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The Importance Of Screening For Breast Cancer

Publication: Palestine Herald-Press

With one in eight U.S. women developing breast cancer in her lifetime, what can women do to reduce their risk of a late-stage breast cancer diagnosis?

Other than adopting a healthier lifestyle, early detection with regular mammograms remains the most effective way for combating breast cancer. Understanding when and why to schedule regular screenings and knowing the signs and symptoms can result in better outcomes and lower breast cancer-related deaths among women.

Why are screenings important?

As a result of the pandemic, less people are going into doctors’ offices for their annual checkups and screenings, leading to more cancer diagnoses being caught late. Early detection is key because cancer in its early stages and localized to one location, is the most treatable. Screenings can detect cancerous cells before symptoms show, allowing patients to start treatment before the cancer has a chance to spread.

People who receive regular mammograms are more likely to detect cancer early, require less aggressive treatment, and have better outcomes. According to the American Cancer Society, early-stage breast cancer that hasn’t spread has a 99 percent five-year survival rate, versus a 29 percent five-year survival rate for cancer that has spread to other parts of the body.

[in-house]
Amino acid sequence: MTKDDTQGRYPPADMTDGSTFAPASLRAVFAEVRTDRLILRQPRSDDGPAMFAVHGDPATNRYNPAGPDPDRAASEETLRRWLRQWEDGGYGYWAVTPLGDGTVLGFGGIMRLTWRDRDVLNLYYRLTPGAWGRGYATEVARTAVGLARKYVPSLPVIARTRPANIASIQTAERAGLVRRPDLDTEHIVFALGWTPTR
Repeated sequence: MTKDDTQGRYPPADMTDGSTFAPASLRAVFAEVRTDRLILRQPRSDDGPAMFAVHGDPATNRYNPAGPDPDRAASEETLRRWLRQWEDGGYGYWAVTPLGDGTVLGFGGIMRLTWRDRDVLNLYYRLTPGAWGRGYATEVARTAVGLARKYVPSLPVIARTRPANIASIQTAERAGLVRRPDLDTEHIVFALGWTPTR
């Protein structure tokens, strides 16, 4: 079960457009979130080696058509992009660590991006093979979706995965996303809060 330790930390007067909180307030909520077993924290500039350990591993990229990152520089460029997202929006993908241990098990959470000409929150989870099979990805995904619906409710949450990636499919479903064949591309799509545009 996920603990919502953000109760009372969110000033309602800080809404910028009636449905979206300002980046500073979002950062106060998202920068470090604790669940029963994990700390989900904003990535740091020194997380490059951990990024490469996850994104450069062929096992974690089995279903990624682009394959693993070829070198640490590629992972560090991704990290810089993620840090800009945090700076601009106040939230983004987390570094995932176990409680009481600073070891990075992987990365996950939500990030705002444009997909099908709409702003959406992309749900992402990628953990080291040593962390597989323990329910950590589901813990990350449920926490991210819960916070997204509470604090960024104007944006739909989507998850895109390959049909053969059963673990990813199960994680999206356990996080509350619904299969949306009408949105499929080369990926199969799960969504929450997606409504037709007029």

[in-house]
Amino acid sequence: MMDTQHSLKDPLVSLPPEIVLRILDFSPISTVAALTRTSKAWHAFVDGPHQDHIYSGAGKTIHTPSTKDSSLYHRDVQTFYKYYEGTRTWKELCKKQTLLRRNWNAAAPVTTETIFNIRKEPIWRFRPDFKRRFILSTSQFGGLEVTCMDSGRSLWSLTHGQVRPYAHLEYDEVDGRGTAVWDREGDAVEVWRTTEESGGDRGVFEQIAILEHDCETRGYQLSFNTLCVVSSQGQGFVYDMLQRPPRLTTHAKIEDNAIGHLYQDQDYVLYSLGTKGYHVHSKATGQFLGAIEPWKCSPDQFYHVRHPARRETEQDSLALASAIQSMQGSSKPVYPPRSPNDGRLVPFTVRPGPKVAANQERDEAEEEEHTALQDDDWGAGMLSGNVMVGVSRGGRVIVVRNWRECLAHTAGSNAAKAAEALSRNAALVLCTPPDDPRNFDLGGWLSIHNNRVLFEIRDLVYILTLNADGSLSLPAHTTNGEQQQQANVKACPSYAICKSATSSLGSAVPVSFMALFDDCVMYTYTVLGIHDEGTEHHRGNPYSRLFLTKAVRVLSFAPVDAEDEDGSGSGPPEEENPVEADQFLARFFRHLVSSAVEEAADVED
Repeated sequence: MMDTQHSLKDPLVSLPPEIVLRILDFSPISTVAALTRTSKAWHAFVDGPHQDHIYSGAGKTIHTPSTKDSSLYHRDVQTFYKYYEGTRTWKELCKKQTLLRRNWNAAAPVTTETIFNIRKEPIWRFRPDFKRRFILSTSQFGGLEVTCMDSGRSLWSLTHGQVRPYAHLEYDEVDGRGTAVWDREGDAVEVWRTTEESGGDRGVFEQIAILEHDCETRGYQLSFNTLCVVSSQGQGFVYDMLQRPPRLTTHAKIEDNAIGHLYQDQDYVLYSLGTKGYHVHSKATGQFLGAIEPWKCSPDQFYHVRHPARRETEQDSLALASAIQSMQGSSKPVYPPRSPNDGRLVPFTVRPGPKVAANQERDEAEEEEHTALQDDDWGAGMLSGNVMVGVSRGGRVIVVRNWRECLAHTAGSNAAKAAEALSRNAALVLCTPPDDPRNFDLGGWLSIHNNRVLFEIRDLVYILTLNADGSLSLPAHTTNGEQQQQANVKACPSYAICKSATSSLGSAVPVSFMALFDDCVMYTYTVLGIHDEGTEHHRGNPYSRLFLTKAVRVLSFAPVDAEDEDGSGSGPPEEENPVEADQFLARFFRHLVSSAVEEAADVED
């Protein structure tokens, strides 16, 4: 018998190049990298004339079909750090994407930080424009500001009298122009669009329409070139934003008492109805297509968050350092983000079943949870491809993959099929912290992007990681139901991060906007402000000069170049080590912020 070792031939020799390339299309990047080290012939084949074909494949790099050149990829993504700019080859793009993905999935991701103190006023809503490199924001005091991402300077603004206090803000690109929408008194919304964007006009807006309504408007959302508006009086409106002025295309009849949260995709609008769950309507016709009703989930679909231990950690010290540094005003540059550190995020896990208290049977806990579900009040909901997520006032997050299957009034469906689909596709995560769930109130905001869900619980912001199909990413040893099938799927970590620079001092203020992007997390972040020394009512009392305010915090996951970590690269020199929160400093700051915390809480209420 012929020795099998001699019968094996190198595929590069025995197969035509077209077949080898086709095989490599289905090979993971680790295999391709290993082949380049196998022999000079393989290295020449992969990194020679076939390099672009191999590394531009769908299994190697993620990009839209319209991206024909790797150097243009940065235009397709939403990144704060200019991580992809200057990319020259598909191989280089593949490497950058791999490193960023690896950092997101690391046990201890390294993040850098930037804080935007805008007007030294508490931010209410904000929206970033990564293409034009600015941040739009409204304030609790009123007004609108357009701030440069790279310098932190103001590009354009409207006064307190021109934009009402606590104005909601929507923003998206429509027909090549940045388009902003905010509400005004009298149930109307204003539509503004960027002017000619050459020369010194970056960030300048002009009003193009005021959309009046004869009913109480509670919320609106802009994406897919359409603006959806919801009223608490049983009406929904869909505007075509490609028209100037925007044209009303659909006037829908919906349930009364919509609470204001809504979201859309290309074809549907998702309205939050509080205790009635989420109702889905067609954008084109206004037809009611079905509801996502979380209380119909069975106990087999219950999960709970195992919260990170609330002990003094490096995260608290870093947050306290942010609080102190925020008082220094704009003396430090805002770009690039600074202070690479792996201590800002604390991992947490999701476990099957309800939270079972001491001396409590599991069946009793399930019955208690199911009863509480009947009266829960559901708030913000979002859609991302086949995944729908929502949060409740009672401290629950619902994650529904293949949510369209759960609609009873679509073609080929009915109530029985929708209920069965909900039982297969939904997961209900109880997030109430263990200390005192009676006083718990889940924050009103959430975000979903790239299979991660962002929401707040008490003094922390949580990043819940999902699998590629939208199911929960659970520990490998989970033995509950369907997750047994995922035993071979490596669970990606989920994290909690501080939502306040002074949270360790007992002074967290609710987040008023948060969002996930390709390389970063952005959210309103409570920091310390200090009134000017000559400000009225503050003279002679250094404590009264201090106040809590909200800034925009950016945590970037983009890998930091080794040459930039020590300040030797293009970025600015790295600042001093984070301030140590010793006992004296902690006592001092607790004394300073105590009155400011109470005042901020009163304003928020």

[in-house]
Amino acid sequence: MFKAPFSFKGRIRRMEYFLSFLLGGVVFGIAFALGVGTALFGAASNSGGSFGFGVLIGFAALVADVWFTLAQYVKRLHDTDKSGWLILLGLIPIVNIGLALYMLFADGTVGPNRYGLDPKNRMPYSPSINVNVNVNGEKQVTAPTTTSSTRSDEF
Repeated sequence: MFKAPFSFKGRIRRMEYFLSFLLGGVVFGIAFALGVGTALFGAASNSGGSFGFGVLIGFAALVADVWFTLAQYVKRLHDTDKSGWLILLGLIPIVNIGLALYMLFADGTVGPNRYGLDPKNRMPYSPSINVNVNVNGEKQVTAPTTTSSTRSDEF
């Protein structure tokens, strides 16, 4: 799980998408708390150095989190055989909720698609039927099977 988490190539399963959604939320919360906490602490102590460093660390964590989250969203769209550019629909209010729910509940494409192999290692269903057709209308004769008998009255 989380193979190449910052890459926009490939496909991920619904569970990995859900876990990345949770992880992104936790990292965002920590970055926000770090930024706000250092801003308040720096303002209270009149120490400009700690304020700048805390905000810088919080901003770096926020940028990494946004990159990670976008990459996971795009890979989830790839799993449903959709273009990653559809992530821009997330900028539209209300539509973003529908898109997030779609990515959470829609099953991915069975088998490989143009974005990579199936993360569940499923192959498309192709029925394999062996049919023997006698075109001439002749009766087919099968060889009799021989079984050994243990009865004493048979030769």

Signs and symptoms

While a lump in the breast, under the arm, or around the collarbone is the most well-known symptom of breast cancer, other indicative symptoms include:

  • Change in breast size or shape  
  • Thickening of breast or underarm  
  • Nipple retraction or nipple discharge  
  • Dimpled skin or skin resembling orange peel   
  • Tenderness or pain in breast or nipple 
  • Irritation, redness, scaliness, or swelling on the breast, nipple, or skin near the nipple   
  • Swollen lymph nodes  

If you notice any of these symptoms, consult your physician immediately.

When should people get screened?

Women of every age should discuss individual risk factors with a physician to determine recommended timing and appropriate screenings. People with a family history of breast cancer, or who are known to be of higher risk, should start screening early and take further preventative measures. 

Beginning at age 20 and on, women should check their breasts monthly, note any changes, and report them to a physician immediately. Women aged 40 to 44 have the choice to start annual mammograms, and those aged 45-54 should get mammograms every year. Women aged 55 and older should have a mammogram at least every two years.

Take control of your health

Ultimately, it is up to patients to take control of their health and be proactive in taking preventative measures for early detection against breast cancer. Texas Oncology encourages all women to prioritize their long-term health with regular breast cancer screenings.

This article originally appeared in the Palestine Herald-Press

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